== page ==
Tony Abbott became Prime Minister of Australia on September 7 2013. His leadership, and indeed his government has been so dreadful that less than half way through his three year term, a spill motion was moved against him. It was an election he won handsomely.
The only obstruction in his way was the appointment of a bunch of senators who in normal circumstances would never have been elected.
After surviving the spill he announced that good government would start the next day.
Since then there has been an attempt by the MSM to absurdly paint Labor as being responsible for the Coalition’s failures. But prior to this ridiculous notion its incapacity to govern with the slightest semblance of authority was blamed on “first term blues” which of course is a nonsense when you consider that most of the ministers are from Howards ministry. They should have been prepared.
And as Miranda Devine pointed out, the most academically qualified government ever. They had all the experience necessary to govern why then do they now blame Labor for all their woes.
On Andrew Bolt’s blog this week one could be forgiven for thinking that the right actually wanted the left to bail them out. To govern for them.
Try these for example.
“There are actually two governments in Australia. The main one controls the House of Representatives and is trying to cut spending – now – before the country gets smashed.’’
“The other government is a loose coalition in the Senate, comprising Labor, the Greens, Clive Palmer’s Senators and Jacqie Lambie. This coalition believes there is no financial disaster to fix and is blocking spending cuts and reforms to our welfare culture.”
“The Australian public should now demand Labor plays its part in resolving the nation’s fiscal problem.”
“Labor is content to let the Senate crossbenchers exercise the balance of power, but Labor has 25 seats in the Senate. Acting in concert with the government, the Labor senators could pass a package of measures to bring the structural budget back into surplus by the end of the decade…
If Labor can happily announce what it won’t pass, surely it can indicate the kind of measures it would vote for. That, voters might reasonably think, is a pretty basic responsibility of any alternative government that is using its numbers to hold up a significant part of a much-needed fiscal repair program.”
“According to record low polls for the government, we, the ¬people, have told the Abbott government it will be obliterated at the next election for aiming for a budget that spends only as much as it earns….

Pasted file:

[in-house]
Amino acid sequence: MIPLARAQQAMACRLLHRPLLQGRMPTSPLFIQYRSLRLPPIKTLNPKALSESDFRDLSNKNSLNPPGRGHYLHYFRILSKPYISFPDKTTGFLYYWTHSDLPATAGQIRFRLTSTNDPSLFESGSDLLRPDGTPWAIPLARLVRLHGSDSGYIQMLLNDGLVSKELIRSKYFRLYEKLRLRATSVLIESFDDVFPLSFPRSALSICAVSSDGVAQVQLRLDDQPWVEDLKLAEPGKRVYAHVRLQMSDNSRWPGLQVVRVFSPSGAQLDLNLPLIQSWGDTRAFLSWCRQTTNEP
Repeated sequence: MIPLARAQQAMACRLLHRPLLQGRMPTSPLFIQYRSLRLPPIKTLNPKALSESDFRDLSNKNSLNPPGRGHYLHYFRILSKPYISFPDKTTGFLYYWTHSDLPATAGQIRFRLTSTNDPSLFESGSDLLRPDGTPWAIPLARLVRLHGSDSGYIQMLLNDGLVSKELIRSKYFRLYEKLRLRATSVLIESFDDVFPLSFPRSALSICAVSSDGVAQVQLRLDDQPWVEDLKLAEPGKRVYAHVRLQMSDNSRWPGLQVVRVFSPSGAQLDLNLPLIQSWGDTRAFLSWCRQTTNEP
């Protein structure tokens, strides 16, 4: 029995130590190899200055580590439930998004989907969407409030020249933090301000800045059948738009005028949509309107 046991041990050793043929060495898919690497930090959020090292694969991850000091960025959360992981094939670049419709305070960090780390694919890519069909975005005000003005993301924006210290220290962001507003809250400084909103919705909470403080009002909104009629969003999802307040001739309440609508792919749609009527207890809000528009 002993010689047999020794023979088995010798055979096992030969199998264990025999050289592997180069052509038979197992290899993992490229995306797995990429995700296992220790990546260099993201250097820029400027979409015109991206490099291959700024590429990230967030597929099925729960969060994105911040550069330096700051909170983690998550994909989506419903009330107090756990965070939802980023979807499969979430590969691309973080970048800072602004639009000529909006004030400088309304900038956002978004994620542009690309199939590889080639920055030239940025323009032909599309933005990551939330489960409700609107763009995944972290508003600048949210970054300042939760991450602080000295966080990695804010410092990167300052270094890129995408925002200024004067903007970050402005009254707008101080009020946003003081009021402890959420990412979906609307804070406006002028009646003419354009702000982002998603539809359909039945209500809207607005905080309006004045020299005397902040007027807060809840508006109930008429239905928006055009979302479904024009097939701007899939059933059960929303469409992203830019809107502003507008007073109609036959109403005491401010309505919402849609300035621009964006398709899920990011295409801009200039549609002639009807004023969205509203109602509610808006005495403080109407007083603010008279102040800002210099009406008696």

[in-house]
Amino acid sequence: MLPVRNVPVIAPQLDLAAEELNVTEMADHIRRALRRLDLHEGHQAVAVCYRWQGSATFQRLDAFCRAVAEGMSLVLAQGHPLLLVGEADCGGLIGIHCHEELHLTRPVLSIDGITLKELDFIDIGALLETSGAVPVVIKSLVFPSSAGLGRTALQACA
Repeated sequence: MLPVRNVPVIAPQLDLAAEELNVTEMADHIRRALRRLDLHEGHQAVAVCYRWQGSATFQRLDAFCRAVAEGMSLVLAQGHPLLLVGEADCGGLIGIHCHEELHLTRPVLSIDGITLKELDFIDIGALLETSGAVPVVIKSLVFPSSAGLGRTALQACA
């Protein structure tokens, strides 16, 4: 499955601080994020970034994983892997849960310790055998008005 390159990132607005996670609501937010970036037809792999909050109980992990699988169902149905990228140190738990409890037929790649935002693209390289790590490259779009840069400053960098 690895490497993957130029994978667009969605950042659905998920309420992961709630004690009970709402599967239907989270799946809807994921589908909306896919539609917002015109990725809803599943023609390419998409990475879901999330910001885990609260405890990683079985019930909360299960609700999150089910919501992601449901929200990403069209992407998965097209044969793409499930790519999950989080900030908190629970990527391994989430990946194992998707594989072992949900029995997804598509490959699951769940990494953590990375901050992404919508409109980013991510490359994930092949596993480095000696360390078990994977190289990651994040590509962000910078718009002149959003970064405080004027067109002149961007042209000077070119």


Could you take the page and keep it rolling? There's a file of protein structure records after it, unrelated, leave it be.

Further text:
A modest Medicare co-payment with carve-outs for the needy and the young? No thanks.
A sustainable university funding model? No thanks.
A fairer pension system to better fund those in need as the ageing population grows? No thanks.
Reining in disability payments so those in genuine need are better cared for? No thanks.
Fewer middle-class perks — think baby bonuses, family benefits, childcare rebates — so money can be better directed to the poorest? No thanks…
And if voters continue to rebuff these efforts, what then? … [Labor leader Bill] Shorten will be handsomely rewarded for being irresponsible about budget reform, let alone the economy … “
Are these writers seriously suggesting that the Labor party should put lay long held ideological beliefs to appease a party who created a false economic spending crisis and the when it came to power, doubled it. All in the cause of bi-partisanship.
Bullshitting is bad enough but when people believe their own. That is intellectual dishonesty.
Middle class perks that Howard created every three years to get re-elected. Just forget that the LNP has never done a thing for pensioners and support an ill founded policy that takes from the poor and gives to the rich. A co-payment doctors fee that could be the pre curser to an American style health care system and a University funding scheme that reeks of inequality. In other words give up all that it stands for.
Putting aside the political naivety of all that rubbish for a moment, and the stupidity of it, one is entitled to remind the Prime Minister that it was he that was elected to govern and not Bill Shorten.
We might even remind him that incumbency gives government enormous powers and it’s not necessarily the job of the opposition to always take a bi partisan approach.
There are numerous reasons for the Coalitions inability to govern but the three main ones are, poor leadership, an ideology based on unfairness and a hostile senate. None of which the Labor Party is responsible for.